Brilliantly playful and playfully brilliant – don’t miss it!

Imagine

Imagine
Alison Lester
Allen & Unwin

This is a special sparkly covered 30th anniversary edition of a book that is superb for developing youngsters’ imaginations as well as introducing them to a whole host of animals by transporting them to a variety of different settings. There’s the jungle, the depths of the ocean, a polar ice cap, a farm, a swampland full of dinosaurs, an African plain and finally, the Australian bush. This adds a search-and-find element to the experience.

Each location is prefaced by a scene of two suitably attired children engaging in creative play opposite which are seven lines of rhyming text inviting readers to ‘imagine if …’.

After this comes a panoramic double page spread simply teeming with animals, bordered by the names of the creatures depicted.

Helpfully in this new edition, there is a key to the animals found in each location on the last page and back endpapers; there were some, particularly from the Australian bush, that I couldn’t identify without it.

Alison Lester is spot on in the way she shows how young children create their own imaginary worlds as they play, plunging themselves right in and becoming part of the action. The final spread brings them back closer to reality as they’re shown engaging in domestic small world play.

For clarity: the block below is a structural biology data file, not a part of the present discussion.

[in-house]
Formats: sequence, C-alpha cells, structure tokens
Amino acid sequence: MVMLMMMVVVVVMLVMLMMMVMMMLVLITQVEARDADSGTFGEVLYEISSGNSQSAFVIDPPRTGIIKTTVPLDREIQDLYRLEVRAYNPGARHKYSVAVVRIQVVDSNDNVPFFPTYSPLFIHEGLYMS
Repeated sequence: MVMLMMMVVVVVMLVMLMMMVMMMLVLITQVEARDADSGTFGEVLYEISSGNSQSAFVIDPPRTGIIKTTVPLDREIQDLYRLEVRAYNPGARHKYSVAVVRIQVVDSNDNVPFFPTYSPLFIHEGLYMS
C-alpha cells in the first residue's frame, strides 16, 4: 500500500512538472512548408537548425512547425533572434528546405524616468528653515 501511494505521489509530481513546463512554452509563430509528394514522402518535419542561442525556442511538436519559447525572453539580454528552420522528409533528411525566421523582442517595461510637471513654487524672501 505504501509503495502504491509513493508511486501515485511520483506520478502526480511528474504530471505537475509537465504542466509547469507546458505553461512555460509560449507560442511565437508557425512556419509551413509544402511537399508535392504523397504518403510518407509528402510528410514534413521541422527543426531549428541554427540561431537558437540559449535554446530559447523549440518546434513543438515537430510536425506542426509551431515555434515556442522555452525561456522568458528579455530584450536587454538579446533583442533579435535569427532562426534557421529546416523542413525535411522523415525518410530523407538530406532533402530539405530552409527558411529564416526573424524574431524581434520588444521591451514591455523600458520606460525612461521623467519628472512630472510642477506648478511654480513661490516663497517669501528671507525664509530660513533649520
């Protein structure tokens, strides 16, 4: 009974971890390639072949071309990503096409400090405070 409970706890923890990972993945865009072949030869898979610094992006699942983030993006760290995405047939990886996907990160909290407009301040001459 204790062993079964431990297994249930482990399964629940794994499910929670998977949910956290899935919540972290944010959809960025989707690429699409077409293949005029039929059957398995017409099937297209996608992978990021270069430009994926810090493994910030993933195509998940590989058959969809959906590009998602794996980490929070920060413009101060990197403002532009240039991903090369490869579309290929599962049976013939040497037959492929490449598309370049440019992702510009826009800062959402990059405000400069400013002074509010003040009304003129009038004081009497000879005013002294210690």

I still have my original 1991 copy and am happy to find the book has lost none of its allure.

Find Tom in Time: Ancient Egypt

 

Find Tom In Time: Ancient Egypt
Fatti Burke
Nosy Crow

When Tom’s adventure-loving, archaeologist grandmother, Bea holds out an amulet for him to touch,

he finds himself transported back to a desert in Ancient Egypt surrounded by huge pyramids. In front of one stands a large statue called the sphinx. That though is only the first of the fascinating sights and activities that he encounters on his time travelling trip.

A funeral procession passes by and Tom follows behind to witness the burying of a mummy. He suddenly realises that there’s a cat on the scene that looks uncannily like his gran’s Digby. Surely not, but it is, and thereafter the creature is one of the numerous items readers are asked to spot in the locations Tom visits.